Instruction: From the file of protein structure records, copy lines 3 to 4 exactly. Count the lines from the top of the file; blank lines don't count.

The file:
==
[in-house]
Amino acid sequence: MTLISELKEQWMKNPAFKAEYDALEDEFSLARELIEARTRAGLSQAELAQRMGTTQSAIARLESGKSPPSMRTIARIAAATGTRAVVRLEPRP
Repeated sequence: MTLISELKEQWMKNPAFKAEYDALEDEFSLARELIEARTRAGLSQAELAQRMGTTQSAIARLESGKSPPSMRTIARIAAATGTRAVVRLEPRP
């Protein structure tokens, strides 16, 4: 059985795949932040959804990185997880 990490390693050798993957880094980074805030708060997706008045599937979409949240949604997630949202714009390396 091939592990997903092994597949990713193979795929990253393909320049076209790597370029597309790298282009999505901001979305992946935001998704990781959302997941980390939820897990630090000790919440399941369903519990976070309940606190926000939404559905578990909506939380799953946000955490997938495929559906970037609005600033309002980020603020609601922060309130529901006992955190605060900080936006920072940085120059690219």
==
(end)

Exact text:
Repeated sequence: MTLISELKEQWMKNPAFKAEYDALEDEFSLARELIEARTRAGLSQAELAQRMGTTQSAIARLESGKSPPSMRTIARIAAATGTRAVVRLEPRP
């Protein structure tokens, strides 16, 4: 059985795949932040959804990185997880 990490390693050798993957880094980074805030708060997706008045599937979409949240949604997630949202714009390396 091939592990997903092994597949990713193979795929990253393909320049076209790597370029597309790298282009999505901001979305992946935001998704990781959302997941980390939820897990630090000790919440399941369903519990976070309940606190926000939404559905578990909506939380799953946000955490997938495929559906970037609005600033309002980020603020609601922060309130529901006992955190605060900080936006920072940085120059690219």